Pak drone shot down in Jammu’s Hiranagar sector
JAMMU: A Pakistani drone with a payload of magnetic bombs and UBGL grenades was shot down along the international border in the Hiranagar sector of Jammu and Kashmir’s Kathua district early Sunday, police said.
The drone was coming from the border side and was shot down in the Talli Hariya Chak area.
“On the basis of drone activity observed in the area of Talli Hariya Chak under police station Rajbagh in district Kathua, every morning search party of police was being regularly sent in the general area. Today early morning, the search party observed a drone coming from the border side and they fired at it,” additional director general of police, Mukesh Singh said.
“The drone was shot down. It has a payload attachment with it,” he said, adding, “Seven magnetic bombs and seven UBGL (Under Barrel Grenade Launcher) grenades have been seized from it.”
It may be mentioned here that the Hariya Chak area has always remained a preferred route for infiltration by Pakistani terrorists.
Given the spike in terror attacks in Jammu and Kashmir and threats issued by various terror outfits, the forthcoming annual Amarnath Yatra beginning June 30 to the cave shrine at 13,000 feet in South Kashmir Himalayas is going to be a litmus test for the government.
One of the most revered Hindu pilgrimages in India, the Yatra is going to be held after a hiatus of two years. In 2020 and 2021, the pilgrimage could not be held due to the raging Covid pandemic in the country.
The back-to-back terror attacks in the form of selective killings of Kashmiri Pandits and non-locals in the valley have set the alarm bells ringing in the security establishment.
The increased drone activity and detection of a trans-border tunnel at Chak Faquira village in the Samba sector on May 4 indicate a “tough time” for the security forces.
The pilgrimage assumes significance because it is going to be the first after Article 370 was abrogated in 2019.
“While the Centre has decided to deploy around 15,000 additional security forces personnel in Kashmir in view of the killing of minorities, a total of 400 companies of the central armed police forces are going to be deployed for the upcoming Amarnath Yatra.
“Though CRPF largely shoulders the responsibility of regulating the pilgrimage, the Army commandoes will be placed in and around the cave shrine to secure it completely. Other central armed police forces like BSF, ITBP and SSB besides Jammu and Kashmir Police shall also be deployed in strength to safeguard the pilgrims.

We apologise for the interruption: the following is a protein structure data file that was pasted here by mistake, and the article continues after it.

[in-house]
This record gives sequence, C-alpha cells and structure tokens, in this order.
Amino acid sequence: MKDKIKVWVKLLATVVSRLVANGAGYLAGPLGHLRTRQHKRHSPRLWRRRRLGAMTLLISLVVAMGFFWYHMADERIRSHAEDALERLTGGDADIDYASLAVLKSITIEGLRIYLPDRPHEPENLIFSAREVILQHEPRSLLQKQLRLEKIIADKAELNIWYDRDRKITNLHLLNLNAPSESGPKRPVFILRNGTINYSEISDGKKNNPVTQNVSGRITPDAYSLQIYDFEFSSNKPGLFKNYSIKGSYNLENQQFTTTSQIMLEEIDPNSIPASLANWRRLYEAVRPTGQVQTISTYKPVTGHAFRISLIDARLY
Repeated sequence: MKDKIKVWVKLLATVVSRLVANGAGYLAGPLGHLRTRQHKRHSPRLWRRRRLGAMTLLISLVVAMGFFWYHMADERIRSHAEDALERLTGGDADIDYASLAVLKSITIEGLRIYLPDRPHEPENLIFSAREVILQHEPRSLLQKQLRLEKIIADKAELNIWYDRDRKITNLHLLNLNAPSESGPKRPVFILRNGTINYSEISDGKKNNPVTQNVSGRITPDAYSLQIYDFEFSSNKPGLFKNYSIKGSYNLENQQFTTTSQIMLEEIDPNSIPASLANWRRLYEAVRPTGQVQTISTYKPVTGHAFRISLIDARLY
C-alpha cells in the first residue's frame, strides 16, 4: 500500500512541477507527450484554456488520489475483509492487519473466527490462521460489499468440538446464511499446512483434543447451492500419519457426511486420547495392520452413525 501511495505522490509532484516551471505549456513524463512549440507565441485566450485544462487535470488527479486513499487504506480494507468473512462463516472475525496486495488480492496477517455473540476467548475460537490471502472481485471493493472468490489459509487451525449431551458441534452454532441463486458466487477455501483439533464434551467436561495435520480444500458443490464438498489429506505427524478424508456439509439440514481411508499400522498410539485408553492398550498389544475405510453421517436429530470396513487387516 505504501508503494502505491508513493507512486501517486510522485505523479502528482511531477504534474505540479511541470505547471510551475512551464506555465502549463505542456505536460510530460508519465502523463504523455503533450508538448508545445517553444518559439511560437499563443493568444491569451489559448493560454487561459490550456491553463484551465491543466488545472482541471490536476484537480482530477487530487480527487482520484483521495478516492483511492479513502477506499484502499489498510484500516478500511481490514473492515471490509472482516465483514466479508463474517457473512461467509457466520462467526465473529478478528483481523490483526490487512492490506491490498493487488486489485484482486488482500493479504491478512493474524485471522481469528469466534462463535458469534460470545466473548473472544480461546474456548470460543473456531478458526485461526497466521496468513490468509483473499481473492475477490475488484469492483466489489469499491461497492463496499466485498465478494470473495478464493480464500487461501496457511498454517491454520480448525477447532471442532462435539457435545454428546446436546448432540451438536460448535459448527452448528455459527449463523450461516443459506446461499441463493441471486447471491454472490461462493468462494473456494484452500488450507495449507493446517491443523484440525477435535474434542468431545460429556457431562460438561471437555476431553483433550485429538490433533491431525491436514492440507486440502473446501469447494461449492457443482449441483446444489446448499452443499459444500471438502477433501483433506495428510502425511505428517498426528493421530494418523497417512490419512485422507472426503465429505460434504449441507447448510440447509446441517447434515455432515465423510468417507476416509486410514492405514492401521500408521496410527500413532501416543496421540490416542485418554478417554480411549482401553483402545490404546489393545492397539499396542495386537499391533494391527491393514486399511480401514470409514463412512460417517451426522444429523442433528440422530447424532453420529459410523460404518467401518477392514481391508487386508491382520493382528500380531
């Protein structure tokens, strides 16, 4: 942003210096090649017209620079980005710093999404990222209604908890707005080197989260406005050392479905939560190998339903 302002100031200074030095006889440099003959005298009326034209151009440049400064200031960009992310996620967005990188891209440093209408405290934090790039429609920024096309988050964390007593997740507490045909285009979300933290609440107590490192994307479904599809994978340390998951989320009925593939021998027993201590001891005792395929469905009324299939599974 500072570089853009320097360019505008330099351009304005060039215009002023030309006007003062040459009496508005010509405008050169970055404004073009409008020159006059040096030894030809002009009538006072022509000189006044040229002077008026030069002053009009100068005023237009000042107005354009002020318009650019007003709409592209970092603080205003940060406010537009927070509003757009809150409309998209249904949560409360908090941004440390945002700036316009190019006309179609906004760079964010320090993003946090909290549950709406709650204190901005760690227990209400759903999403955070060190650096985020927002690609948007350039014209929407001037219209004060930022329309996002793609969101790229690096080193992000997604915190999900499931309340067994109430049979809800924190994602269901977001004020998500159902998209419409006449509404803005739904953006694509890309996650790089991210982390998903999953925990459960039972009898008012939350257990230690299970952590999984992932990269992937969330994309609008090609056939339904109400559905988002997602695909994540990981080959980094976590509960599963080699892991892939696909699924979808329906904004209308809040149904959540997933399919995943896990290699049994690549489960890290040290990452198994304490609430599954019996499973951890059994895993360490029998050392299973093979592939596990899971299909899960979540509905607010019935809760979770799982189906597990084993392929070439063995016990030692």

To pre-empt the threat of drones by terrorists, the security agencies will deploy anti-drone teams along the routes and base camps in Jammu.
For the first time, every Amarnath Yatris would be given Radio Frequency Identification (RFID) cards to track their movement en route so as to ensure their well-being and would be insured for ₹5 lakh each.
CCTVs and drones will monitor the pilgrimage throughout the twin routes and all routes will be sanitised before the commencement of Yatra each day.
This year the government has announced a 43-day long Yatra from June 30 to August 11 and a record number of six lakh pilgrims are being expected.
However, the terror outfits TRF and now the lesser-known outfit, Jammu and Kashmir Freedom Fighters have already issued threats to the upcoming pilgrimage claiming that the “BJP and RSS regime was trying to pursue Hindutva agenda and wanted to change the demography of the disputed region”.
“This year security measures are going to be stringent for obvious reasons”, said a top police officer. On May 17, home minister Amit Shah reviewed preparations for the Yatra and said that “it was the priority of the Modi government that the pilgrims coming for the Yatra should have hassle-free Darshan and they should not face any problems”.
Since the 1990s, the Hindu pilgrimage, which draws devotees from abroad as well, has seen a quantum jump in the number of pilgrims and saw the highest number of 6.3 lakh pilgrims in 2011.
However, in 2000, the Yatra was first attacked leaving 25 people, including 17 pilgrims dead. The next year, in 2001, two hand grenades were hurled at pilgrims at Sheshnag that killing 12 pilgrims and injuring 13 others.
In 2017, the Amarnath Yatra saw its worst attack when terrorists attacked pilgrims on their bus in Anantnag and killed seven pilgrims, all from Gujarat.
There has been a spurt in attacks on non-Muslims and outsiders living in Kashmir since the abrogation of Article 370 of the Constitution, which accorded special status to Jammu and Kashmir, in August 2019.
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